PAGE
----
Critical Response to Article on GOST

by Yi Nok Ryan on October 18, 2017

Critical Response to Joe Holroyd’s Article on God Of Small Things

After reading Joe Holroyd’s “Dialectical Reading, Ideological Writing and Political Realism in Arundhati Roy’s The God of Small Things”, I believe that I agree, to a large extent, with Holroyd’s thesis. In particular, Holroyd writes that Estha and Rahel’s use of language are constantly varying and often allowing the reader to openly interpret the use of wordplay in various instances. For example, using the example of “Orangedrink Lemondrink”, Holroyd questions whether the use of this instance of wordplay is similar to a coping mechanism for the trauma inflicted on them (a conscious decision to use such wordplay), or if it is merely a symptom of childhood psychological trauma (a sub-/unconscious decision). I agree that many of these examples show up throughout the novel, (however) my belief on this aspect is that the children’s wordplay is purely of a sub-/unconscious nature. To raise another example, certain words are capitalised throughout the children’s narrative: I believe this is because those words (usually nouns) represent an object or idea which the children values strongly, however they themselves are not aware of such values, thus the capitalisation of such words (whilst technically the author’s choice) can be explained as a sub-/unconscious phenomenon.

Another concept I fiddled with after reading Holroyd’s article is whether GOST is a bildungsroman. Here, I define a bildungsroman as “a novel dealing with one person’s formative years or spiritual education, focusing specifically on psychological and moral growth which results in character change”. As Holroyd mentions, the novel can be considered as a piece of political criticism on India’s division of social class, as well as its communist system (which could be representative of universal phenomena). However, he also writes that the novel cannot be identified as Marxist or “institutionalised” because of the focus on Estha and Rahel’s language-use as a privilege – that is, their perspective is “true-seeing” and not corrupted by “big things” like structure, order and complete monopoly. Thus, I believe GOST can be viewed as a bildungsroman, where the focus lies within Estha and Rahel’s growth from childhood to adulthood. They begin as innocent, true-seeing children, and as the plot progresses they encounter a traumatic event (Orangedrink Lemondrink Man) that causes a psychological and moral shift in behaviour – a majority of these changes can be seen in their wordplay. Throughout the plot, we see the introduction of “big things” like India’s political situation, the Love Laws, and the Caste system. However, these only aid in evaluating the children’s psychological and moral responses to such issues which can be described as (previously mentioned) innocent and true-seeing. The last section of the novel is categorised as Estha/Rahel’s return home, where they have been psychologically separated as a result of physical separation from each other. Their wordplay no longer occurs as frequently, a suggestion of “growing up” or character change. Furthermore, the culmination of the entire novel’s events cause them to reconnect via incest, which is the most important “character change” to be noted. Thus, I conclude that it is possible to view GOST as a traumatic bildungsroman. The concentric narrative is perhaps the hardest to justify for this hypothesis (GOST is a bildungsroman).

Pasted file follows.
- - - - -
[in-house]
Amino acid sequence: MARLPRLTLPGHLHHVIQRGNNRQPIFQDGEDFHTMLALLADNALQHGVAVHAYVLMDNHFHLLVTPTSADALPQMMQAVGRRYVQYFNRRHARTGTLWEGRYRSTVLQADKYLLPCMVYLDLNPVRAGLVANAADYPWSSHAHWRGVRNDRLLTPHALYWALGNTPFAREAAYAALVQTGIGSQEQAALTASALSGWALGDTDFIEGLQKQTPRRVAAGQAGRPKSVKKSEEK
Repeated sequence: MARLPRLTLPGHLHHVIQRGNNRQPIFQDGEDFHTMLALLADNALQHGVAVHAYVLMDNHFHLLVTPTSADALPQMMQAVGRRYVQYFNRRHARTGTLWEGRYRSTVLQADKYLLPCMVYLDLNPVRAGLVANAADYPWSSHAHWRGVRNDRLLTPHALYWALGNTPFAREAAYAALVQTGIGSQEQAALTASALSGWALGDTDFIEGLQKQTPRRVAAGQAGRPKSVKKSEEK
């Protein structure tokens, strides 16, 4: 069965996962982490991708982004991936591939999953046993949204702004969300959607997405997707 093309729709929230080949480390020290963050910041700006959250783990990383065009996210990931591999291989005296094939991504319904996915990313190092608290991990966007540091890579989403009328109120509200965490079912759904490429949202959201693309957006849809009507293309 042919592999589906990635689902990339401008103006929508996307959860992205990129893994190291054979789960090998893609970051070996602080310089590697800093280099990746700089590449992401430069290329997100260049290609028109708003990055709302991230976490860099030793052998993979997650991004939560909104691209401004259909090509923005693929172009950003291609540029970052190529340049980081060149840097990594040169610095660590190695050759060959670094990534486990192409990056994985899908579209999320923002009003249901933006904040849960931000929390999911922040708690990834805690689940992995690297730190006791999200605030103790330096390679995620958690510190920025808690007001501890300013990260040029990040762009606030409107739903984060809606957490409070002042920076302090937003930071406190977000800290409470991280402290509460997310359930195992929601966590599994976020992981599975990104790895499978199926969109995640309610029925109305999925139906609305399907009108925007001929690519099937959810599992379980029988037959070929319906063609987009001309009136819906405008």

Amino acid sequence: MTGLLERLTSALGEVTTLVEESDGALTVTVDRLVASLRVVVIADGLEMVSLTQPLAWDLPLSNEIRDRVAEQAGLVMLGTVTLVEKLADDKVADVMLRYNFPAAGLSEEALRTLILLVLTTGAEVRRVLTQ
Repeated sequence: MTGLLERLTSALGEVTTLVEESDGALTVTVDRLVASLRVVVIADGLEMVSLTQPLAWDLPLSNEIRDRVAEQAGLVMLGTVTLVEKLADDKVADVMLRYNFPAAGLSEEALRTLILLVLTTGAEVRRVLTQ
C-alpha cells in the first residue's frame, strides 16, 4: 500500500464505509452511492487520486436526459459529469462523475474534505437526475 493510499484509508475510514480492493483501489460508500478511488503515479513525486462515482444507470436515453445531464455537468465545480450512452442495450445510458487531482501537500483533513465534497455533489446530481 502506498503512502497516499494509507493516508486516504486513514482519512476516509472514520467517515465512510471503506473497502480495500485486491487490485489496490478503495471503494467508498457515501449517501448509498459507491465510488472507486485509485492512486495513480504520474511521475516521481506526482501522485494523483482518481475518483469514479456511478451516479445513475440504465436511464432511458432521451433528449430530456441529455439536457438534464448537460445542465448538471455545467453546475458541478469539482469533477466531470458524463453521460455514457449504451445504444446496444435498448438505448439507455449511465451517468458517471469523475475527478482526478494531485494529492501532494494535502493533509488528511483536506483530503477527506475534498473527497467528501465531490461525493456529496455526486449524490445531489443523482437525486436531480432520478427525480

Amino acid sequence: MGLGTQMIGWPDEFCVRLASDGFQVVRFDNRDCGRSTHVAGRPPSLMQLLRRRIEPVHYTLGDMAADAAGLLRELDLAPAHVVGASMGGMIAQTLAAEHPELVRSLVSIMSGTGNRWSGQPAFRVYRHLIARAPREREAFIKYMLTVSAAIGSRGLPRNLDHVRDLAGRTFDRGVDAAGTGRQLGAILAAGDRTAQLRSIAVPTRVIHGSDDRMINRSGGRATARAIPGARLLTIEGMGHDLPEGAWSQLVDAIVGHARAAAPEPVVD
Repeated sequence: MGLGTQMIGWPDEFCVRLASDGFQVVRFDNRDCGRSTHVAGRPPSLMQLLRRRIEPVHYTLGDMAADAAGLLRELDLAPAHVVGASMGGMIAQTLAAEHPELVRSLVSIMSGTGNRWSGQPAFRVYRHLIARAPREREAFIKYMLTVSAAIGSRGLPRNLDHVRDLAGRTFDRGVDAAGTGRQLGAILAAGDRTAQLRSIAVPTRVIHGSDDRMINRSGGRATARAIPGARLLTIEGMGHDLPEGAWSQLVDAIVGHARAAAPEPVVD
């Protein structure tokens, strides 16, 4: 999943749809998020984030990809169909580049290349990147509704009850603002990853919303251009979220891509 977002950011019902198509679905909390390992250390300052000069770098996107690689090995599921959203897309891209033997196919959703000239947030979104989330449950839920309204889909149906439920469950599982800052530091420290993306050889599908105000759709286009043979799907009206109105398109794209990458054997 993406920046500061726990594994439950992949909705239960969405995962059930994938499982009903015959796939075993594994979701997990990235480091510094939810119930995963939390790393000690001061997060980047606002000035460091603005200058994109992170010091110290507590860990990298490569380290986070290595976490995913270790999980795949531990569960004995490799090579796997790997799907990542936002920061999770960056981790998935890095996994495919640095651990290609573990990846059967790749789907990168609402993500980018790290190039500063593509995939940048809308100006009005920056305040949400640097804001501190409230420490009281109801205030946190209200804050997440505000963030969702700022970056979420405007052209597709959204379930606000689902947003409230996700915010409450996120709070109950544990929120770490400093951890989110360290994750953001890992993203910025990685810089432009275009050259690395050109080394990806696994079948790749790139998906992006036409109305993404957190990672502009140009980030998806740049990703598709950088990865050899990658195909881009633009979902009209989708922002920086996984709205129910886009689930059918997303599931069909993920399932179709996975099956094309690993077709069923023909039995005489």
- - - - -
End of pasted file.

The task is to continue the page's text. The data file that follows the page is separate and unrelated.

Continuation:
In conclusion, I agree to a large extent Holroyd’s points made in the article, and the reading allowed me to develop my own ideas regarding the interpretation of GOST from various ideological, dialectical, and political perspectives.

{ 1 comment… read it below or add one }

Joe October 18, 2017 at 9:51 PM

Thanks for sharing your thoughts Ryan… a ‘traumatic bildungsroman’ is an interesting hybrid. I think it works.

Cheers

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